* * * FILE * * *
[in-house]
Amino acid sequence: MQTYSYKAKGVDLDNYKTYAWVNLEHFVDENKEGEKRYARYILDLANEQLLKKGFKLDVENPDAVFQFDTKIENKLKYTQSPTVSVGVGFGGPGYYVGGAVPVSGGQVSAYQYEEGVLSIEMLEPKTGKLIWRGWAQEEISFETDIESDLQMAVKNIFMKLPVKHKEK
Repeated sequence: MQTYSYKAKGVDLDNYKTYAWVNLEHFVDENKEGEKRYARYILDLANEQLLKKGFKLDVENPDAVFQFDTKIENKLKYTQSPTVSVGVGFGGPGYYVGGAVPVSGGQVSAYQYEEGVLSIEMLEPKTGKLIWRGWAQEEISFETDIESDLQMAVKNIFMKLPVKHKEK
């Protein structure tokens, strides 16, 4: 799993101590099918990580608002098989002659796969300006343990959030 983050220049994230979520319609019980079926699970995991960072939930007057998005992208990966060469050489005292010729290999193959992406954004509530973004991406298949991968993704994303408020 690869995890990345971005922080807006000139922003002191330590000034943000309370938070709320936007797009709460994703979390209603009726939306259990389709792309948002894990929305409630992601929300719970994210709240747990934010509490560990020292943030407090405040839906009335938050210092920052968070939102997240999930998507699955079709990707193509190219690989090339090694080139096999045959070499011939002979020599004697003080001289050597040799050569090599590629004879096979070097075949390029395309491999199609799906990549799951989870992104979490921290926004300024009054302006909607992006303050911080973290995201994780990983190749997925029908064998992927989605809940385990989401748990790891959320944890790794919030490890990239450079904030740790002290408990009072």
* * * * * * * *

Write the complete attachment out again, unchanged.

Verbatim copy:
[in-house]
Amino acid sequence: MQTYSYKAKGVDLDNYKTYAWVNLEHFVDENKEGEKRYARYILDLANEQLLKKGFKLDVENPDAVFQFDTKIENKLKYTQSPTVSVGVGFGGPGYYVGGAVPVSGGQVSAYQYEEGVLSIEMLEPKTGKLIWRGWAQEEISFETDIESDLQMAVKNIFMKLPVKHKEK
Repeated sequence: MQTYSYKAKGVDLDNYKTYAWVNLEHFVDENKEGEKRYARYILDLANEQLLKKGFKLDVENPDAVFQFDTKIENKLKYTQSPTVSVGVGFGGPGYYVGGAVPVSGGQVSAYQYEEGVLSIEMLEPKTGKLIWRGWAQEEISFETDIESDLQMAVKNIFMKLPVKHKEK
């Protein structure tokens, strides 16, 4: 799993101590099918990580608002098989002659796969300006343990959030 983050220049994230979520319609019980079926699970995991960072939930007057998005992208990966060469050489005292010729290999193959992406954004509530973004991406298949991968993704994303408020 690869995890990345971005922080807006000139922003002191330590000034943000309370938070709320936007797009709460994703979390209603009726939306259990389709792309948002894990929305409630992601929300719970994210709240747990934010509490560990020292943030407090405040839906009335938050210092920052968070939102997240999930998507699955079709990707193509190219690989090339090694080139096999045959070499011939002979020599004697003080001289050597040799050569090599590629004879096979070097075949390029395309491999199609799906990549799951989870992104979490921290926004300024009054302006909607992006303050911080973290995201994780990983190749997925029908064998992927989605809940385990989401748990790891959320944890790794919030490890990239450079904030740790002290408990009072």